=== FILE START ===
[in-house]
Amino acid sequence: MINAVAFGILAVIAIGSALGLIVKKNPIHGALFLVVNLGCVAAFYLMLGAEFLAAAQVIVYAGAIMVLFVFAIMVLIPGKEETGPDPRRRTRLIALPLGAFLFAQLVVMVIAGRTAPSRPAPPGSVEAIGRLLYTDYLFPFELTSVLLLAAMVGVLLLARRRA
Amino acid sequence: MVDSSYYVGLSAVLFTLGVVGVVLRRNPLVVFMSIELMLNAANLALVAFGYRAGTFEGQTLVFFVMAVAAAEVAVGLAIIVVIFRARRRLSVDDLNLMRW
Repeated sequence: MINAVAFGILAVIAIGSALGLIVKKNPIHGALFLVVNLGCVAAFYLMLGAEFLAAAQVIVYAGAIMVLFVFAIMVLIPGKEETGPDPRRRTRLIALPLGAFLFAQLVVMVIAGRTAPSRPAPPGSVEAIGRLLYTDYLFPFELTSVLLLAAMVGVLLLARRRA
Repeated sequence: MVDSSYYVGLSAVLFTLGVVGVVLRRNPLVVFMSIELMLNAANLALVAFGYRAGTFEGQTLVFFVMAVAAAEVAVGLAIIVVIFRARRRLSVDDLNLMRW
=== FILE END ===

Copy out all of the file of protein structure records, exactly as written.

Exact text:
[in-house]
Amino acid sequence: MINAVAFGILAVIAIGSALGLIVKKNPIHGALFLVVNLGCVAAFYLMLGAEFLAAAQVIVYAGAIMVLFVFAIMVLIPGKEETGPDPRRRTRLIALPLGAFLFAQLVVMVIAGRTAPSRPAPPGSVEAIGRLLYTDYLFPFELTSVLLLAAMVGVLLLARRRA
Amino acid sequence: MVDSSYYVGLSAVLFTLGVVGVVLRRNPLVVFMSIELMLNAANLALVAFGYRAGTFEGQTLVFFVMAVAAAEVAVGLAIIVVIFRARRRLSVDDLNLMRW
Repeated sequence: MINAVAFGILAVIAIGSALGLIVKKNPIHGALFLVVNLGCVAAFYLMLGAEFLAAAQVIVYAGAIMVLFVFAIMVLIPGKEETGPDPRRRTRLIALPLGAFLFAQLVVMVIAGRTAPSRPAPPGSVEAIGRLLYTDYLFPFELTSVLLLAAMVGVLLLARRRA
Repeated sequence: MVDSSYYVGLSAVLFTLGVVGVVLRRNPLVVFMSIELMLNAANLALVAFGYRAGTFEGQTLVFFVMAVAAAEVAVGLAIIVVIFRARRRLSVDDLNLMRW